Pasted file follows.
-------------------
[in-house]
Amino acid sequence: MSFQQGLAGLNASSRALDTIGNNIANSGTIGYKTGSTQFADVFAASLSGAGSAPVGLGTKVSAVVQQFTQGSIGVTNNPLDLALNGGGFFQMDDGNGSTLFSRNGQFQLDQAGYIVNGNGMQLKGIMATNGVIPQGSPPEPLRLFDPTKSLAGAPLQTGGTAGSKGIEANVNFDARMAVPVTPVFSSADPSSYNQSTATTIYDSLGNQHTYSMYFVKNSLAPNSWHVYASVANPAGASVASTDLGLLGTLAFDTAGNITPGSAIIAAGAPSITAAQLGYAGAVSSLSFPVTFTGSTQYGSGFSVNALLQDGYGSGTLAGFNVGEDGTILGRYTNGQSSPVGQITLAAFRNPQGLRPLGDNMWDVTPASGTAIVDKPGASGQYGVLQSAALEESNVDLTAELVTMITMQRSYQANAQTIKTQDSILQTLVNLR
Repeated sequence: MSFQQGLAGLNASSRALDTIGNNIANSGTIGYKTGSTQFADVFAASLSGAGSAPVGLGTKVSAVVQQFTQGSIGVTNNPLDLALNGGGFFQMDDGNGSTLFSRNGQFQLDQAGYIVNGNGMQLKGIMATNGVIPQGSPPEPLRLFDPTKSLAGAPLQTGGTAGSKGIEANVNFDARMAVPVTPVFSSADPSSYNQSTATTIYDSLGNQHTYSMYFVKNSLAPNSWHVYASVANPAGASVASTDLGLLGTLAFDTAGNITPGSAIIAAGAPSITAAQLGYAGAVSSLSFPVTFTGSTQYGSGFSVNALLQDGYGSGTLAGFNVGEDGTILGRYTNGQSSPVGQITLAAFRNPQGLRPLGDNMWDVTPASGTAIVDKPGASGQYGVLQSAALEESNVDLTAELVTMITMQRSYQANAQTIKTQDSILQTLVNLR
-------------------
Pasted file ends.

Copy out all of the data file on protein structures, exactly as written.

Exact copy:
[in-house]
Amino acid sequence: MSFQQGLAGLNASSRALDTIGNNIANSGTIGYKTGSTQFADVFAASLSGAGSAPVGLGTKVSAVVQQFTQGSIGVTNNPLDLALNGGGFFQMDDGNGSTLFSRNGQFQLDQAGYIVNGNGMQLKGIMATNGVIPQGSPPEPLRLFDPTKSLAGAPLQTGGTAGSKGIEANVNFDARMAVPVTPVFSSADPSSYNQSTATTIYDSLGNQHTYSMYFVKNSLAPNSWHVYASVANPAGASVASTDLGLLGTLAFDTAGNITPGSAIIAAGAPSITAAQLGYAGAVSSLSFPVTFTGSTQYGSGFSVNALLQDGYGSGTLAGFNVGEDGTILGRYTNGQSSPVGQITLAAFRNPQGLRPLGDNMWDVTPASGTAIVDKPGASGQYGVLQSAALEESNVDLTAELVTMITMQRSYQANAQTIKTQDSILQTLVNLR
Repeated sequence: MSFQQGLAGLNASSRALDTIGNNIANSGTIGYKTGSTQFADVFAASLSGAGSAPVGLGTKVSAVVQQFTQGSIGVTNNPLDLALNGGGFFQMDDGNGSTLFSRNGQFQLDQAGYIVNGNGMQLKGIMATNGVIPQGSPPEPLRLFDPTKSLAGAPLQTGGTAGSKGIEANVNFDARMAVPVTPVFSSADPSSYNQSTATTIYDSLGNQHTYSMYFVKNSLAPNSWHVYASVANPAGASVASTDLGLLGTLAFDTAGNITPGSAIIAAGAPSITAAQLGYAGAVSSLSFPVTFTGSTQYGSGFSVNALLQDGYGSGTLAGFNVGEDGTILGRYTNGQSSPVGQITLAAFRNPQGLRPLGDNMWDVTPASGTAIVDKPGASGQYGVLQSAALEESNVDLTAELVTMITMQRSYQANAQTIKTQDSILQTLVNLR